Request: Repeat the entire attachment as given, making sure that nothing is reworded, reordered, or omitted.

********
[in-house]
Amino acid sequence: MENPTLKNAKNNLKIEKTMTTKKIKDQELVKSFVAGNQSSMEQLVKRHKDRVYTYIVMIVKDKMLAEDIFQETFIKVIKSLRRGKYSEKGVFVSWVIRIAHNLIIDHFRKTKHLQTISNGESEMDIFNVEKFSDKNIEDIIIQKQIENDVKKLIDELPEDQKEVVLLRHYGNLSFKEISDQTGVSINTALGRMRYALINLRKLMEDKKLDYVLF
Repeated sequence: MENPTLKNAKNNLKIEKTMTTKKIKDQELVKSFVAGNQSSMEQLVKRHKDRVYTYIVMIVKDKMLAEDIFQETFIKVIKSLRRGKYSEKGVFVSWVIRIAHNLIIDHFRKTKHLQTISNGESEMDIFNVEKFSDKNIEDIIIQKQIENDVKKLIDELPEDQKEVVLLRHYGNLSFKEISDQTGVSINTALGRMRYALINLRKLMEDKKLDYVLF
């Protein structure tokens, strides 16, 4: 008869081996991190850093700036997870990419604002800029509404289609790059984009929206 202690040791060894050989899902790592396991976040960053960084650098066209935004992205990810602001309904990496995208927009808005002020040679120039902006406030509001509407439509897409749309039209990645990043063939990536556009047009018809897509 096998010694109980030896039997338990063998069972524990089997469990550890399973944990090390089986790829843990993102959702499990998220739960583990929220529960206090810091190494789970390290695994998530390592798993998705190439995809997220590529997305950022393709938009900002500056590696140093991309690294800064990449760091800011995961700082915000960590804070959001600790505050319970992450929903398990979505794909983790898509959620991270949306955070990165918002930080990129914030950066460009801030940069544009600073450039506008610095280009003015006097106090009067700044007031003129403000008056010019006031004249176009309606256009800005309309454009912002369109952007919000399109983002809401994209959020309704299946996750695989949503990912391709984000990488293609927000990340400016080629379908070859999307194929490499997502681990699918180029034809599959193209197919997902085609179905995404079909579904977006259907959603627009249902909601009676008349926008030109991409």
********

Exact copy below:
[in-house]
Amino acid sequence: MENPTLKNAKNNLKIEKTMTTKKIKDQELVKSFVAGNQSSMEQLVKRHKDRVYTYIVMIVKDKMLAEDIFQETFIKVIKSLRRGKYSEKGVFVSWVIRIAHNLIIDHFRKTKHLQTISNGESEMDIFNVEKFSDKNIEDIIIQKQIENDVKKLIDELPEDQKEVVLLRHYGNLSFKEISDQTGVSINTALGRMRYALINLRKLMEDKKLDYVLF
Repeated sequence: MENPTLKNAKNNLKIEKTMTTKKIKDQELVKSFVAGNQSSMEQLVKRHKDRVYTYIVMIVKDKMLAEDIFQETFIKVIKSLRRGKYSEKGVFVSWVIRIAHNLIIDHFRKTKHLQTISNGESEMDIFNVEKFSDKNIEDIIIQKQIENDVKKLIDELPEDQKEVVLLRHYGNLSFKEISDQTGVSINTALGRMRYALINLRKLMEDKKLDYVLF
């Protein structure tokens, strides 16, 4: 008869081996991190850093700036997870990419604002800029509404289609790059984009929206 202690040791060894050989899902790592396991976040960053960084650098066209935004992205990810602001309904990496995208927009808005002020040679120039902006406030509001509407439509897409749309039209990645990043063939990536556009047009018809897509 096998010694109980030896039997338990063998069972524990089997469990550890399973944990090390089986790829843990993102959702499990998220739960583990929220529960206090810091190494789970390290695994998530390592798993998705190439995809997220590529997305950022393709938009900002500056590696140093991309690294800064990449760091800011995961700082915000960590804070959001600790505050319970992450929903398990979505794909983790898509959620991270949306955070990165918002930080990129914030950066460009801030940069544009600073450039506008610095280009003015006097106090009067700044007031003129403000008056010019006031004249176009309606256009800005309309454009912002369109952007919000399109983002809401994209959020309704299946996750695989949503990912391709984000990488293609927000990340400016080629379908070859999307194929490499997502681990699918180029034809599959193209197919997902085609179905995404079909579904977006259907959603627009249902909601009676008349926008030109991409």